The levels of dioxins and dioxin-like compounds observed in this survey were reviewed by Health Canada's Bureau of Chemical Safety to determine if they are harmful to consumers. Levels found in this survey were considered safe for consumption by Canadians and no product recalls were required.

What are targeted surveys?

Targeted surveys are used by the CFIA to focus its surveillance activities on areas of highest health risk. The information gained from these surveys provides support for the allocation and prioritization of the Agency's activities to areas of greater concern. Originally started as a project under the Food Safety Action Plan (FSAP), targeted surveys have been embedded in the CFIA's regular surveillance activities since 2013. Targeted surveys are a valuable tool for generating information on certain hazards in foods, identifying and characterizing new and emerging hazards, informing trend analysis, prompting and refining health risk assessments, highlighting potential contamination issues, as well as assessing and promoting compliance with Canadian regulations.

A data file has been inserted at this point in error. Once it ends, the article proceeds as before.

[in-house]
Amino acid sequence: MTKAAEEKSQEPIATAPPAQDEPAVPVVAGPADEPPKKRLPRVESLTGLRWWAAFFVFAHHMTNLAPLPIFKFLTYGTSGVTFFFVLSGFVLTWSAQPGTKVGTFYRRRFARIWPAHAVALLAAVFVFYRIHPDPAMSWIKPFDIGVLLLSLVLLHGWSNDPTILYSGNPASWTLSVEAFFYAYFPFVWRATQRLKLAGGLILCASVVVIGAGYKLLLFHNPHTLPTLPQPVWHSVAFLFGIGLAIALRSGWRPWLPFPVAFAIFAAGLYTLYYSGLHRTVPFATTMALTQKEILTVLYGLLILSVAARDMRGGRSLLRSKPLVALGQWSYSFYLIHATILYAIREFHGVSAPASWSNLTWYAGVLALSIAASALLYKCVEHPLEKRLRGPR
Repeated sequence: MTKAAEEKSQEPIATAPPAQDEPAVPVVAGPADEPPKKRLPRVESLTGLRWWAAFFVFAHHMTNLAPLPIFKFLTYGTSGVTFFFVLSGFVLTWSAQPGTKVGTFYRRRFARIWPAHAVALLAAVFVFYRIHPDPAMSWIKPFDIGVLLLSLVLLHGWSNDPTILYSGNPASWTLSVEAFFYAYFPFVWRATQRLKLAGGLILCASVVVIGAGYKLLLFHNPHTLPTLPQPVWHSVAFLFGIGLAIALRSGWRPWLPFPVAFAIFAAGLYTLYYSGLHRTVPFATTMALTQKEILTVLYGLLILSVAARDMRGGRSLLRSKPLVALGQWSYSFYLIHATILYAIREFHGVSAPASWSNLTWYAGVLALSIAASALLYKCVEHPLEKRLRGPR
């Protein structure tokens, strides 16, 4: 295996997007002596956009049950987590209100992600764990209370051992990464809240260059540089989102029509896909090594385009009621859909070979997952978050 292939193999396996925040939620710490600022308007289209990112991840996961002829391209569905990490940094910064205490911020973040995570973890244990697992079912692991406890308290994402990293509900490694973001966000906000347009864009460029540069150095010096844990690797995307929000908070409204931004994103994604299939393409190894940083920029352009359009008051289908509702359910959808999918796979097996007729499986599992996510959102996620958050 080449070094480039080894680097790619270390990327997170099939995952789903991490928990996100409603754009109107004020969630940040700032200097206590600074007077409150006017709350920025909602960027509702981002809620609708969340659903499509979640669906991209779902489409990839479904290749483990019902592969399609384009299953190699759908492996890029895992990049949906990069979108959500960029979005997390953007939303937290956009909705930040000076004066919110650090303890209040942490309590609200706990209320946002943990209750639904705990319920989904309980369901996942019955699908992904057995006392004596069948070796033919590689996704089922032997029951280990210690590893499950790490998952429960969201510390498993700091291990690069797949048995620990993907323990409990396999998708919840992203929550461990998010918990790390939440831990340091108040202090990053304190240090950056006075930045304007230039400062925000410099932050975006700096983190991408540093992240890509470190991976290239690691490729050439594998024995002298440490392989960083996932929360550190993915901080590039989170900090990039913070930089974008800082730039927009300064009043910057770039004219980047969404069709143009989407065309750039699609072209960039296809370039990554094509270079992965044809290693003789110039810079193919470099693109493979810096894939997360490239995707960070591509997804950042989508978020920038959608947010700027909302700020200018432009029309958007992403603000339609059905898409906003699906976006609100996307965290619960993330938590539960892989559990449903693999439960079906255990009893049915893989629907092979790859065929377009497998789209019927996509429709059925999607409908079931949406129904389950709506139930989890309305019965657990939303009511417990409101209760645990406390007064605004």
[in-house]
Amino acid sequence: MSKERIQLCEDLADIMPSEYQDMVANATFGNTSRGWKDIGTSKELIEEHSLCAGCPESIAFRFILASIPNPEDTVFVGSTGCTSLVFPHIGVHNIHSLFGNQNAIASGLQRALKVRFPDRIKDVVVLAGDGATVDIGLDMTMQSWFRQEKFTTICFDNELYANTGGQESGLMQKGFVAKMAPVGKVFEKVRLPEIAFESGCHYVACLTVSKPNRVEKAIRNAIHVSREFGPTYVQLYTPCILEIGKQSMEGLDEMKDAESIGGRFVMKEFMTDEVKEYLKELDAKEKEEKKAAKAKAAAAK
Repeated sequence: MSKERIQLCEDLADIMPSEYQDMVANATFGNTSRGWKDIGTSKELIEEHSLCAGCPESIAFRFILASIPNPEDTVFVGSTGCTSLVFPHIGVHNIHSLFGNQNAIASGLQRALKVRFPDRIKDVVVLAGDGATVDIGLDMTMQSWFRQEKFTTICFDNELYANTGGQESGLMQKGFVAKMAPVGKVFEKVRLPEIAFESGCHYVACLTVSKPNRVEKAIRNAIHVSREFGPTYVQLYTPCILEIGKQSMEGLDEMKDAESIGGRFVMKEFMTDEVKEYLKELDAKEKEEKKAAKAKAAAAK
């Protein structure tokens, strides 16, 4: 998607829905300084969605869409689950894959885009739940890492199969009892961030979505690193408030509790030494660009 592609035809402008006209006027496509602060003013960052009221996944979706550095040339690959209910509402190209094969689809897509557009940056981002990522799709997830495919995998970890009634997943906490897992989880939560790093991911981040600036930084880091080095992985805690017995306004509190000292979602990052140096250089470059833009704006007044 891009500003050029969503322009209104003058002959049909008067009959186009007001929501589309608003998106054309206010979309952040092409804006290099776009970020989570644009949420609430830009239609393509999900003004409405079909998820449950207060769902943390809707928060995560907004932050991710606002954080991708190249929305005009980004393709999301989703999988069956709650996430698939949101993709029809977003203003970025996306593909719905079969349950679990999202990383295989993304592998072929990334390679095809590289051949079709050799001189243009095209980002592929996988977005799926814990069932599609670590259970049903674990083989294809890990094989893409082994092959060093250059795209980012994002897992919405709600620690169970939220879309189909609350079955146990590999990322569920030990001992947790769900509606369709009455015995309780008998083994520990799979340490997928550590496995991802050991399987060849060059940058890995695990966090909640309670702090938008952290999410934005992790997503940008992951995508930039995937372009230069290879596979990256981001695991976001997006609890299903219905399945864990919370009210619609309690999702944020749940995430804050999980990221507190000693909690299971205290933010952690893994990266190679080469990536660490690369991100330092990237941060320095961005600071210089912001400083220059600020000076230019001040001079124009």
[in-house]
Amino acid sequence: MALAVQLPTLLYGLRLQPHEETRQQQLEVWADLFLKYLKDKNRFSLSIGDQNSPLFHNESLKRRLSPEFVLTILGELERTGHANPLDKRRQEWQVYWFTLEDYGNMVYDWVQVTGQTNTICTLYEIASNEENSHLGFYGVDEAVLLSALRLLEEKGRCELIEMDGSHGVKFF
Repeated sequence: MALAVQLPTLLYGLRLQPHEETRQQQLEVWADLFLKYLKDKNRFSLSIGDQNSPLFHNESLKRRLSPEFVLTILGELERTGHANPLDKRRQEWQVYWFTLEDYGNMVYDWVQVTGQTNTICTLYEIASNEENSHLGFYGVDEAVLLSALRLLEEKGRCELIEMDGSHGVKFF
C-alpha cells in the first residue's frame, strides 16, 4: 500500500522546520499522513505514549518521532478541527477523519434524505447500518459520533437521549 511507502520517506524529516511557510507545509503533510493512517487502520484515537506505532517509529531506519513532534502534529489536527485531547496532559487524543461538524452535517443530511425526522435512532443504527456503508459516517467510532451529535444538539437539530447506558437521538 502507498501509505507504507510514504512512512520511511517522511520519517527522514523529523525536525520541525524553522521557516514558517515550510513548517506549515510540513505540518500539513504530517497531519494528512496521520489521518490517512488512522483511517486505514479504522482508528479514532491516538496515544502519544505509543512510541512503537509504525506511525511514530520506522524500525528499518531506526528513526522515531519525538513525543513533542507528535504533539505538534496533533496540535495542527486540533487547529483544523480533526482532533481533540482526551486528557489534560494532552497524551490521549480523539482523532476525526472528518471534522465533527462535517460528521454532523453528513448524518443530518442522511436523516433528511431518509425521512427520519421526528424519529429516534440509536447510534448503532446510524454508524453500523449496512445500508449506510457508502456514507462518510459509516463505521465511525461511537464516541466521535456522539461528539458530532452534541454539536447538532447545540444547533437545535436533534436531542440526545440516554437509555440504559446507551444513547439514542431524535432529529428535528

Food safety is a shared responsibility. The CFIA works with federal, provincial, territorial and municipal governments and provides regulatory oversight of the food industry to promote safe handling of foods throughout the food production chain. The food industry and retail sectors in Canada are responsible for the food they produce and sell, while individual consumers are responsible for the safe handling of the food they have in their possession.

Why did we conduct this survey?